California’s Clean Fuel Standard Boosts The Electric Vehicle Market

Published Jan 30, 2018


California’s Low Carbon Fuel Standard (LCFS), a state policy that supports clean transportation fuels, generated $92 million to support transportation electrification in 2016.

This support helps make electric vehicles more affordable for drivers, transit agencies, and private businesses.

As the EV market matures and more electricity is generated from renewable resources, the positive impact of the LCFS will also grow. The LCFS will continue to accelerate EV adoption, and therefore help California meet carbon emission goals. But to tap the program’s full potential, the state should extend it through 2030, and refine it to further accelerate EV deployment.

What is the LCFS

The LCFS is a program designed to help California meet its global warming emissions reduction goals and boost innovation for cleaner transportation fuels. Established in 2009, the LCFS has a goal of reducing the carbon intensity of the state’s fuel mix 10% by 2020. To comply with the law, petroleum refiners and importers can either blend low-carbon biofuels into the fuel they sell, buy credits generated by low-carbon fuel producers and users, or both. While the LCFS was initially understood as a policy to support the growth of biofuels, the policy increasingly plays an important role supporting the growth of electricity as a transportation fuel. The LCFS provides benefits for EV drivers as well as transit agencies and ride-hailing services, which help to make electric cars and buses cheaper and more accessible.

LCFS credits boost the EV market

The LCFS functions through a credit system, whereby carbon-intense petroleum refiners and importers support the use of low-carbon fuels by buying credits generated when clean fuels are used. One credit represents one metric ton of avoided carbon dioxide emissions. Credit prices fluctuate with supply and demand, and averaged approximately $90 in 2017. As renewables like wind and solar make California’s energy grid cleaner, charging electric vehicles will generate even more credits. Thanks to this phenomenon and the sheer volume of electric vehicles expected to hit the road in the next decade, LCFS credits are expected to provide billions of dollars for vehicle electrification by 2030. Those dollars provide serious incentives for drivers, transit agencies, and ride-hailing services that want to go electric.

Electric utility companies generate credits when EV drivers plug in their cars, and in several locations, have passed that money along to drivers in the form of a rebate on their bills:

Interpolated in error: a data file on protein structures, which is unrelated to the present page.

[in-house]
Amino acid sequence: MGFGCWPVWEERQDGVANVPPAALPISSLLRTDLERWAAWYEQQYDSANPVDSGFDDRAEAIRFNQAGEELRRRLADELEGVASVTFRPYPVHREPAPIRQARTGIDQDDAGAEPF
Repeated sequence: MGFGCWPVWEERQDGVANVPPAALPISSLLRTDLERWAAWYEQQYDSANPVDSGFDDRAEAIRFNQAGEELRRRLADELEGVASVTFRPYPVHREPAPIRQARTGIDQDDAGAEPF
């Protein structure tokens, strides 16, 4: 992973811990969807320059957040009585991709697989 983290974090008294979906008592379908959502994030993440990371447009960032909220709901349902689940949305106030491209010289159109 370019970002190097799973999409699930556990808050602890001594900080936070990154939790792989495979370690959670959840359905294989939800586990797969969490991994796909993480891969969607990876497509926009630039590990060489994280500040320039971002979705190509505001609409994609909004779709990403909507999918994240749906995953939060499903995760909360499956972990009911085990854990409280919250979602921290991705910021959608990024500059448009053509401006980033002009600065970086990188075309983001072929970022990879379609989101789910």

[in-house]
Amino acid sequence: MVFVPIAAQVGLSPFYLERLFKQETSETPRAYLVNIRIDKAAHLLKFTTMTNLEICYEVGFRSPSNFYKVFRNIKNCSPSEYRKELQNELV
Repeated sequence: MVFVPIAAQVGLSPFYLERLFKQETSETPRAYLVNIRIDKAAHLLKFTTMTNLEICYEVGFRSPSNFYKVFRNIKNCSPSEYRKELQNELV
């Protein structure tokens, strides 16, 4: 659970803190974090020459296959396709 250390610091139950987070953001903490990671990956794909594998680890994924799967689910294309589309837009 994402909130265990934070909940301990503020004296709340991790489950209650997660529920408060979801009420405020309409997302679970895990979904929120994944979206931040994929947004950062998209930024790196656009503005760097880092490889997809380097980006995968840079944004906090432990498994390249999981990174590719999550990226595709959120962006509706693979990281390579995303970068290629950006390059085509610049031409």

• Pacific Gas and Electric – Residential EV drivers can claim a one-time $500 rebate.
  • Sacramento Municipal Utility District – Residential EV drivers can either claim $599 one-time rebate or receive a free level 2 charger.
  • San Diego Gas & Electric – Residential EV drivers can claim an account credit of at least $50 annually through 2020. The total rebate amount will depend on the number of participants each year. (Participants receive $200 bill credit in 2017.)
  • Southern California Edison – Residential EV drivers can claim a one-time $450 rebate.

LCFS also benefits operators of larger vehicles

LCFS helps larger vehicles (transit buses, delivery trucks, freight trucks) reduce their emissions through special incentives. Transit agencies can earn up to $9,000 per year for each electric bus in their fleet, bringing the already low cost of bus charging down to $7,000 compared to the $24,000 a year spent on fuel for the average bus running on diesel. Other heavy-duty vehicle companies can put LCFS credits to use in whatever way serves best their business.


Even with LCFS' successes, there are changes that could increase its effectiveness in the years ahead. These changes include:

  • Strengthening and extending the LCFS — The original LCFS had a target of 10 percent carbon intensity reduction by 2020. When CARB extends it to 2030, they should set a new target of at least a 20 percent reduction.
  • Refining utility incentive programs — Policymakers and utilities should consider what works under the LCFS and refine incentive program to support EV adoption most effectively.
  • Small businesses and transit agencies — Smaller transit agencies and vehicle fleets could more easily benefit from the LCFS if CARB chooses to streamline its administrative requirements.

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